Tale that Wags the blog

SJA member Alison Kervin on the transition from sports writing to novel writing, her fictional foray into Facebook, and her offers of dates with sports stars and cabinet ministers

I have written a novel called Wag’s Diary – it’s all entirely fictitious…any similarities between my hapless characters and any persons living or dead are entirely coincidental. The main character is a woman called Tracie Martin, who is in some despair because her husband Dean can’t keep his place in the Luton Town team, and if he’s dropped – what will become of her? Will she still be a Wag if her husband isn’t a footballer?

I’ve put Tracie Martin on to Facebook, the networking site, filling in all the details about her as if she were a real person. I’ve even uploaded a silly caricature to represent her pictorially. All her extreme views are recorded there, as are her daily concerns about matters of great importance – like hair extensions, how to get your skin the precise shade of orange that makes you look as if you’ve been living unhealthily close to a nuclear reactor, and how short is too short in the hot-pants department (turns out there’s no such thing as too short).

So far, so good on the Facebook site. I got a couple of my friends to “befriend” her, and planned on just leaving her on there until close to publication date, then use it as a promotional tool.

But the most astonishing thing has happened – everyone is befriending her. She has an array of “friends” from across the entertainment industry, including journalists, editors and celebrity correspondents. When it was Tracie’s “birthday” and a famous former sportsman invited her out for a birthday drink. Eh? I’ve put myself on the site, and many of my friends are on there – no random men ask us out – they ask my made up character though. It’s all completely surreal.

So, a former leading British sportsman, or someone purporting to be a former leading British sportsman, is asking an entirely made-up character from a yet-to-be-published book whether she wants to go on a date. Tracie declined, because she’s not that kind of girl, but you have to accept that it’s rather odd.

Then, I received a couple of messages from leading politicians (yes, she’s friends with them too – there’s no stopping this girl).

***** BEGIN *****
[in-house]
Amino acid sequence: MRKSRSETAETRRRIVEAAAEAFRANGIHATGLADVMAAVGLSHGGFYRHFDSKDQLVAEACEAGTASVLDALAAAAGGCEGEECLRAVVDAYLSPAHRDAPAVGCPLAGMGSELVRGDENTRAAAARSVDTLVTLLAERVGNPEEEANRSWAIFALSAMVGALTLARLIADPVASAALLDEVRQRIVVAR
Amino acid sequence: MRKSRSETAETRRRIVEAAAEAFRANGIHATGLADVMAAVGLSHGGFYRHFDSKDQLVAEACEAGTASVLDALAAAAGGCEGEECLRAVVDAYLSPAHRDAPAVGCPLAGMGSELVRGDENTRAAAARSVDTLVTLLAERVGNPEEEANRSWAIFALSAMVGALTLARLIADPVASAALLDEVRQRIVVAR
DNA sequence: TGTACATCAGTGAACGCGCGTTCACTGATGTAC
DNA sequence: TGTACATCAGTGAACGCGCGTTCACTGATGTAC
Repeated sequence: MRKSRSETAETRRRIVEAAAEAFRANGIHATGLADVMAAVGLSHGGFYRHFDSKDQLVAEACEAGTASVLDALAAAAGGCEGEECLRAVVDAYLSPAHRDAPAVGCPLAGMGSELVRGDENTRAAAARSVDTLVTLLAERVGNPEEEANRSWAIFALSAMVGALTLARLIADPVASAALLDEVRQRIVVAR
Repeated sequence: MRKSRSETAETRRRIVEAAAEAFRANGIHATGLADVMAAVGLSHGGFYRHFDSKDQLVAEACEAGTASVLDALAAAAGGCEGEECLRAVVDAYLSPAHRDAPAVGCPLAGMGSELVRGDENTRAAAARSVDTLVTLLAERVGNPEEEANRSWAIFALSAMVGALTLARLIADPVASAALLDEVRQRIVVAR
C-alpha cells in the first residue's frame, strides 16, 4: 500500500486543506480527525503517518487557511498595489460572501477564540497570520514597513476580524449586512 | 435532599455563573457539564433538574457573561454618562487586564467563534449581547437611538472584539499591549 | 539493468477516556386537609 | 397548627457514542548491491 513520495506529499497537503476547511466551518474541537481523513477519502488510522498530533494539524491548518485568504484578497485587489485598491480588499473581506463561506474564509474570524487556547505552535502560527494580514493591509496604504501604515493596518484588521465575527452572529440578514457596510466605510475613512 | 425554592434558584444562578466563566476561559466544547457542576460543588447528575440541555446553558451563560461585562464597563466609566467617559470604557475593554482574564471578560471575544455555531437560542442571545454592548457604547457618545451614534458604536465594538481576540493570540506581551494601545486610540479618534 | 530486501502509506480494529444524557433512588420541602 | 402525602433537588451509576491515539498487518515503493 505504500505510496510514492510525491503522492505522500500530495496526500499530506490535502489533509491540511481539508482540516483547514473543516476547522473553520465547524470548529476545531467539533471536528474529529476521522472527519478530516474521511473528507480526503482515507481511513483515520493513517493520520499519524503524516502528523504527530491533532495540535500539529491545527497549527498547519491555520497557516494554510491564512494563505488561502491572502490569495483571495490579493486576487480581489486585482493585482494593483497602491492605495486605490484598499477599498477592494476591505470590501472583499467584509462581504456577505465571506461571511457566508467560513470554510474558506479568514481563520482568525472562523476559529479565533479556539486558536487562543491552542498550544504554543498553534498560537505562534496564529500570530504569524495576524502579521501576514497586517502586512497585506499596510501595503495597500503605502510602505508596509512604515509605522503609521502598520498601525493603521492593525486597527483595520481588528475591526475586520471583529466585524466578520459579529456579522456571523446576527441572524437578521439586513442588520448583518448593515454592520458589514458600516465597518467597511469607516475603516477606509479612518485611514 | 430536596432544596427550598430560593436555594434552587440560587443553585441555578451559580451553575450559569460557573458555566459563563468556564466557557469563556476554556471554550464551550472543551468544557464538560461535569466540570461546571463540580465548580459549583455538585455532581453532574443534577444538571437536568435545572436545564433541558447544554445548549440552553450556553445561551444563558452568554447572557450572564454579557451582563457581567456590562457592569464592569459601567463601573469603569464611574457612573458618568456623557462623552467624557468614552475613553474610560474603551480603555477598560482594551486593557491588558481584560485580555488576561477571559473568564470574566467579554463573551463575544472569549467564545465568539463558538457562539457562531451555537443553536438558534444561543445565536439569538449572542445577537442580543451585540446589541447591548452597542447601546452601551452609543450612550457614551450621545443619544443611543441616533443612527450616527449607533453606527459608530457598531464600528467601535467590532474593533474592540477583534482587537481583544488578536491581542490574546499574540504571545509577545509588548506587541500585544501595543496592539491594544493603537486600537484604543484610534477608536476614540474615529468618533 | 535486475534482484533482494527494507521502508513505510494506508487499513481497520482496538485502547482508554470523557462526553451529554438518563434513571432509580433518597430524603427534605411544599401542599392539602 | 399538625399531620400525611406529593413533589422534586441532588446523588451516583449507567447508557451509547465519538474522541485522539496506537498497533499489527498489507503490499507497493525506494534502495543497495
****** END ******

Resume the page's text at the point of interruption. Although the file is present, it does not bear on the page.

The politicians asked Tracie who she really is, and one very senior cabinet minister told her that he knows she’s really Victoria Beckham and wishes her well in LA. Every time Posh Spice does anything in LA, Tracie gets a message on Facebook telling her how well she’s done.

It’s entirely bizarre – especially because, after a lifetime of writing non-fiction, as a journalist and writer of six non-fiction books, the biggest problems you normally run into are people not wanting to talk to you or denying that they ever said what you claim they said. We all keep tape recordings and notes to protect ourselves from such accusations, but now the world has spun on its axis, and famous people are coming to Tracie and befriending her, and she is being wrongly attributed with quotes she hasn’t said and praised for things she hasn’t done. Very odd.

The whole process of writing fiction after writing sports non-fiction for so long has been fascinating. In many ways liberating.

With fiction, you don’t sit in a cab on the way home, replaying the interview in your head and wishing you’d asked this, and that they’d said that. In a sense, there’s more logic to fiction. Your character can say what you want him or her to say but you have to be true to that character, or provide some incident which explains a change of behaviour.

Not so sportsmen. I went to interview the notoriously anti-media Nick Faldo and found him very pleasant company – he cooked me breakfast, taught me to play golf and put up with me for the entire day. The lovely Garry Sobers was incredibly rude. I thought the dour Martin Johnson one of the funniest men I’ve ever met, and the “drink with the lads all night and don’t worry about the morning” Jason Leonard to be one of the most thoughtful and considerate.

People are complex, and as a journalist you just get a snapshot which isn’t always in keeping with, or indeed true to, a person’s true character. This is news to no one, but as a fiction author, it’s struck me that the reason the snap shot you get is so random is that you don’t know enough about the rest of a sportsman’s life. You simply don’t – however much you think you do – know about a man’s internal motivation, how he’d react in a life or death situation, what really moves him, scares him, pleases or shocks him.

It’s stuff that we know about very few people in the course of a lifetime, we might not even know it about ourselves or truly understand ourselves, but as journalists we seek to understand others about whom we actually know very little.

When you create a fictitious character – even one as silly, light and frivolous as mine – you know these things about them. You know what they’ll do in any situation, how they’ll feel and what they’ll say. It’s been a fascinating experience and I’d advise any sports journalist to give it a go. I know I’ll be a better interviewer because of it.

I would warn against setting them up on Facebook, though. I have become quite protective of Tracie, and when that meat-head came poking and asking her out, I reacted with matriarchal zeal.

“Tracie does not know you. Please stop these manly advances,” I appealed.

“OK. I hope I didn’t offend,” came the reply.

“No you didn’t,” I replied, but resisted adding, “How could you? She doesn’t exist.”

The Wag’s Diary can be ordered on Amazon by clicking here

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